Regency Kites!

Well, it’s June now, and that means summer to me. I’ve been slow to post about my kite making adventures because I was busy posting about other things, but it seems fitting for this post to be the first one of June–summery, somehow.

After the official end of the Regency Dance Weekend I’ve been posting about recently, my friends and I stayed in the Salem area to relax a bit and have some further Regency adventures. We had been brainstorming about what sort of activity we might engage in that was outside of our usual occupations and had settled on the idea of flying kites!

I did some research into Regency kites and spent some of my evening time during the weekend sewing these four silk kites with some help from friends.

Plaid, green, striped, and pink.

I didn’t find much to go on with the kite making. The best source I found was Jen’s post about Georgian Toys on her blog Festive Attyre. The post includes a link to this kite making how-to as well as a link to this 18th century extant kite. Unfortunately, I couldn’t find more information on the extant kite than that which is on that one page. Jen’s post is great and includes fun information about other Georgian toys as well as kites. The how-to link is a good one as well, though I did sub out modern methods for more period ones. For example: there is no tape to be found, instead there are stitches.

Making the kites was fun. I went to Home Depot to buy the dowels for the kite frames. They were cheap and luckily you can saw the lengths to be what you need while you’re in the store (good for me since I don’t own a saw!). I also bought twine there. It’s a poly-cotton blend (boo), but it’s smooth on the hands, so that’s worth it! The kite tails are bits of the main fabric and a contrasting fabric just tied around the twine. Instead of notching the ends of the dowels after they were cut (I tried, and it failed, because the dowels just wanted to splinter) I just wrapped the twine around the ends enough times that it wouldn’t move. The method definitely worked and sometimes that’s all you need.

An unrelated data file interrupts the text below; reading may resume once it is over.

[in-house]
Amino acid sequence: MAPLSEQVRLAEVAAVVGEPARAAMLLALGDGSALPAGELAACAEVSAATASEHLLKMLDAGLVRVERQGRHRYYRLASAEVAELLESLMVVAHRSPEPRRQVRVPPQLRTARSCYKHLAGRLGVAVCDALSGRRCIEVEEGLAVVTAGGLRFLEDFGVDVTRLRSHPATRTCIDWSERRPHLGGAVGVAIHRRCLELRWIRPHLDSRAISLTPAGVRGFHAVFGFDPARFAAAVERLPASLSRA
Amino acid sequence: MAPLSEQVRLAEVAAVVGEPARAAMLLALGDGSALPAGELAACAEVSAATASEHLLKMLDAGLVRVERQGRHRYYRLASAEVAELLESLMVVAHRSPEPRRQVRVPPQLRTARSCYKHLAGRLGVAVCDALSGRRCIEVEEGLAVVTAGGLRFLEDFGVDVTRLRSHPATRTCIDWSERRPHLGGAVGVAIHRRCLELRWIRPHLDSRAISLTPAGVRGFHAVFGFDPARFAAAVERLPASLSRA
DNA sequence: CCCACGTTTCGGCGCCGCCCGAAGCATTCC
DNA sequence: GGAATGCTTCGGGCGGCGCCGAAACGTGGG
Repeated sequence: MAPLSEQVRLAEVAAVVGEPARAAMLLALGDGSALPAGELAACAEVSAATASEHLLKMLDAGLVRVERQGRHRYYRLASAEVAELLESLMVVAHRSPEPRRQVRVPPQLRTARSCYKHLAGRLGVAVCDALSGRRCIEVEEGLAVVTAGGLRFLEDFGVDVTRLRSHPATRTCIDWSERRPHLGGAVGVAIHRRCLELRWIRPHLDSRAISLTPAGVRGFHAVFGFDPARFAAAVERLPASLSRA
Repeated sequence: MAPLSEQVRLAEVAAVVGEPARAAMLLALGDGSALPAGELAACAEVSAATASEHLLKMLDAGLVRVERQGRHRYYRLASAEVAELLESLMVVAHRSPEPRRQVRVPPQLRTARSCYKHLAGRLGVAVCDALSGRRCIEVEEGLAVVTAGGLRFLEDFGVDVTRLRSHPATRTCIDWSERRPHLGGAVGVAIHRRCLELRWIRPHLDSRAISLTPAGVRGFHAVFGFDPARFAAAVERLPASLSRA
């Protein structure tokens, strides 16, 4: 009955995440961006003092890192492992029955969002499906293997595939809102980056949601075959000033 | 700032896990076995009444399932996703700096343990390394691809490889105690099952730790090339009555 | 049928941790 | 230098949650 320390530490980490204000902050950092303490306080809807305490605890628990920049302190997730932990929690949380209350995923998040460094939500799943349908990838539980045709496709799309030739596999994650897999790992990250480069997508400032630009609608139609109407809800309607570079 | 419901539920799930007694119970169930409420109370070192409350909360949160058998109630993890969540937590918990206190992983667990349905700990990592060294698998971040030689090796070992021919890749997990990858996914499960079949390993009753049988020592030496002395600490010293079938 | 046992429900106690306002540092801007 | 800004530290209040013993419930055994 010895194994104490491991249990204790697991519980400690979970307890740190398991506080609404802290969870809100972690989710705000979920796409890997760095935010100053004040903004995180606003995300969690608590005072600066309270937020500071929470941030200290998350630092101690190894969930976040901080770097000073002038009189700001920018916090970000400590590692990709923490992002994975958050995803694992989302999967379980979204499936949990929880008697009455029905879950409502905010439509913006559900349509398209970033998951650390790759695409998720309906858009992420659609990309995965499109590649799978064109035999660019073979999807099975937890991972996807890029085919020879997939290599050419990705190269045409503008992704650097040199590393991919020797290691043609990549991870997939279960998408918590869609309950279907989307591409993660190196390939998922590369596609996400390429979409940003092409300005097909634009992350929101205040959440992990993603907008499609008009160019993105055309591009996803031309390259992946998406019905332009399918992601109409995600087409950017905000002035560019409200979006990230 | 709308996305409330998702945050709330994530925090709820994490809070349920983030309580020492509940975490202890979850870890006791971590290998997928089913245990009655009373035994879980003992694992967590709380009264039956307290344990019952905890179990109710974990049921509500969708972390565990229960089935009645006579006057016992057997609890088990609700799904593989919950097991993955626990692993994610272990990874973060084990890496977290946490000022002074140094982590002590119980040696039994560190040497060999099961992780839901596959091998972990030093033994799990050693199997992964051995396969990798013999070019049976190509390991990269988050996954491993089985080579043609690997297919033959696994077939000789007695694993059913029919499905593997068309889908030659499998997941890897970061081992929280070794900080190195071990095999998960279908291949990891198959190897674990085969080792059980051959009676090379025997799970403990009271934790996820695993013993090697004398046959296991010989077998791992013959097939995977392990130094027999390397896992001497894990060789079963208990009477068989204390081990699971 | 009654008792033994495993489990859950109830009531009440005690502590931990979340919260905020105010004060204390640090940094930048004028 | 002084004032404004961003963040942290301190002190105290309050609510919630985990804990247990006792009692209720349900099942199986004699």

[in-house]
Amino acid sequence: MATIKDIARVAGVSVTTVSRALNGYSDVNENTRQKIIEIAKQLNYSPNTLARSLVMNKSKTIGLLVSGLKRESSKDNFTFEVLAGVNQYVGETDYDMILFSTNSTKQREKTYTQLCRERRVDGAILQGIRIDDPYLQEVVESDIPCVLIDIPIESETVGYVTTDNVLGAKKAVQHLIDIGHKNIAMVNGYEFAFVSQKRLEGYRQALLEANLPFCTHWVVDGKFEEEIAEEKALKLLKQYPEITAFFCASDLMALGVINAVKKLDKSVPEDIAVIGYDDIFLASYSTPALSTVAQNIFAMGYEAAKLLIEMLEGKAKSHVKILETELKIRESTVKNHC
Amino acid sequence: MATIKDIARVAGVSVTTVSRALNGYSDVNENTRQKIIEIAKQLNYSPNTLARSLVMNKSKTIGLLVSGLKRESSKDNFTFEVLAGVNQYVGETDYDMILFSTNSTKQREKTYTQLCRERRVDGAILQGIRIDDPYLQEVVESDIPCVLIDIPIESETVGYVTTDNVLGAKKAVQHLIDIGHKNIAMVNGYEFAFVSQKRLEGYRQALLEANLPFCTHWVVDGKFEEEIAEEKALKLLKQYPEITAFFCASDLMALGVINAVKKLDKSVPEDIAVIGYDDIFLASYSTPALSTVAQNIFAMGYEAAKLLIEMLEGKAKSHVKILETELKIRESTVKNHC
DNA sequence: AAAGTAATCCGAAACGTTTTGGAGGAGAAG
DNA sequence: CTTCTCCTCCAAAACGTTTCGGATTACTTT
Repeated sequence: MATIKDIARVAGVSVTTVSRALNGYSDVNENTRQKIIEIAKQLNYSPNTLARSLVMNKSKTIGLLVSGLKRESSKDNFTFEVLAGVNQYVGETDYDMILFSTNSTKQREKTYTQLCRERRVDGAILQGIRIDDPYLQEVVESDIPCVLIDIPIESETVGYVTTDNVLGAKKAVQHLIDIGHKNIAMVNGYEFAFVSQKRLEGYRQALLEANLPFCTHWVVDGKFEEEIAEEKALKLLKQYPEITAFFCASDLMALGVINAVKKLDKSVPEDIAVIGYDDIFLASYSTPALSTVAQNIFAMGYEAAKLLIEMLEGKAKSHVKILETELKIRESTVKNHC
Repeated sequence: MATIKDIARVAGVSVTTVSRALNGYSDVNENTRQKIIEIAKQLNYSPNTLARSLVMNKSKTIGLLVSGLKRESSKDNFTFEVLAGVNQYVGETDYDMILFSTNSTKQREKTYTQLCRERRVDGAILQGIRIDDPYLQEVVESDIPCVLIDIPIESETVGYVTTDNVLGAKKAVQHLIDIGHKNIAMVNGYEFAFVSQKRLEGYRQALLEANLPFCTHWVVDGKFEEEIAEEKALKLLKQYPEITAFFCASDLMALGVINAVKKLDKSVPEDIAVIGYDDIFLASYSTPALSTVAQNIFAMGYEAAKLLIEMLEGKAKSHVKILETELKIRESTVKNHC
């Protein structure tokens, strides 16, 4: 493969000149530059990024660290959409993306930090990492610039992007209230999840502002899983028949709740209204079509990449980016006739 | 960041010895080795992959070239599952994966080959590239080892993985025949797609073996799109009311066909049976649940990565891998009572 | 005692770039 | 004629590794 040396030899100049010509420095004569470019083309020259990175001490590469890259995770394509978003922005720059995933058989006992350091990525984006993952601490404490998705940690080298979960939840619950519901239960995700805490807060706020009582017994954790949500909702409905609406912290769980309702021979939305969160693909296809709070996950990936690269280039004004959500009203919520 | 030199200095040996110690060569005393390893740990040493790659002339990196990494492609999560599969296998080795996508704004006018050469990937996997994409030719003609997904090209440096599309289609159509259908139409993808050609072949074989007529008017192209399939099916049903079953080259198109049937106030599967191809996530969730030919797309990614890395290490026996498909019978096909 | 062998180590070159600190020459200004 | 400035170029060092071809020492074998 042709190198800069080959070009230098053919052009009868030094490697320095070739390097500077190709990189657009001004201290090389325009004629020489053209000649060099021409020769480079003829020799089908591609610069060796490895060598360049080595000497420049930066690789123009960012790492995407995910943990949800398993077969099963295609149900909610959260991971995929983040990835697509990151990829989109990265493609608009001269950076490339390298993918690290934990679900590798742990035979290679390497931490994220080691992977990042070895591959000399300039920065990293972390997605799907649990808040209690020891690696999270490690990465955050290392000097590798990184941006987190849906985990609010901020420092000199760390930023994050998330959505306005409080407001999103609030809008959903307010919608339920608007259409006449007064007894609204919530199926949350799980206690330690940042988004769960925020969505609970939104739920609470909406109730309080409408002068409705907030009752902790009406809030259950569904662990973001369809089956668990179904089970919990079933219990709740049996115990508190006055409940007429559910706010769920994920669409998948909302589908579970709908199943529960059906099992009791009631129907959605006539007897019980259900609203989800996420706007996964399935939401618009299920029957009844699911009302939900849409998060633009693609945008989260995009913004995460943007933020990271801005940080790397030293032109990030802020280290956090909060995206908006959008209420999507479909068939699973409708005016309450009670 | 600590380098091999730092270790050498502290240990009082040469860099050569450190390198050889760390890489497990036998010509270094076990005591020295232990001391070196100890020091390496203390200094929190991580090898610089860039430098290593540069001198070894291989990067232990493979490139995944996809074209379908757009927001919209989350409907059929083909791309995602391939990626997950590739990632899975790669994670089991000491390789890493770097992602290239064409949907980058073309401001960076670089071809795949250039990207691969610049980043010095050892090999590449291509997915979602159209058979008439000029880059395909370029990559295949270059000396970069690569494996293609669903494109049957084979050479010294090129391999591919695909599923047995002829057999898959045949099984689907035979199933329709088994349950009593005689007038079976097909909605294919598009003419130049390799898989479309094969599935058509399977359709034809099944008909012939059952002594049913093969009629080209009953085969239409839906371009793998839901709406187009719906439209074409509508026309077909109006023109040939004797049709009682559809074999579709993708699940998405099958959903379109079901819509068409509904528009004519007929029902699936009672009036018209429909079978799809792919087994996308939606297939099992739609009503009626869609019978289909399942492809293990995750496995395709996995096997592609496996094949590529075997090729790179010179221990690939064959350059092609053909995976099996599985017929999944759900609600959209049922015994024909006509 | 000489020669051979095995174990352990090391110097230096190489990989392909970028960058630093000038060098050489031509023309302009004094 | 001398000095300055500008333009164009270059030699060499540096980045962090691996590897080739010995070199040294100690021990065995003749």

Despite the fact that it was super windy by the water, we had trouble getting the kites to stay in the air. I’ve surmised that my kite engineering skills are not super outstanding, because the kites did lots of circles near our head height and then dove into the ground… over and over and over again… It was a bit frustrating. These pictures capture the few times we got the kites up in the air. Trust me when I say they didn’t stay up very long!

Perhaps a running start?
Perplexed but still trying.
Clearly this kite did not want to go up.
Triumph! (If only for the moment!)
This kite had the best luck at staying in the air.
Another successful moment.

There were some adjustments and kite injuries along the way. One of the dowels in the pink kite broke, so I have to figure out how I’m going to fix that. The other kites had things like alternate bridles made and pennies sewn into the edges to try to add weight. Some of those things seemed to work. I guess I just need to do some research about what makes kites stay up. I’m not sure the tails worked very well, either. They tangled easily and were hard to sort out again. If you know anything about kite making and have tips, I’d love to hear them!

This is definitely something I plan to work on and try again. Perhaps at a summer picnic? We’ll see. It was a fun endeavor, despite the diving kites (and I had the opportunity to wear my new Tree Gown again!). Plus, there were pretty places nearby to take pictures!

Perfect photo opportunity.
It was pretty windy, so hat holding was totally necessary!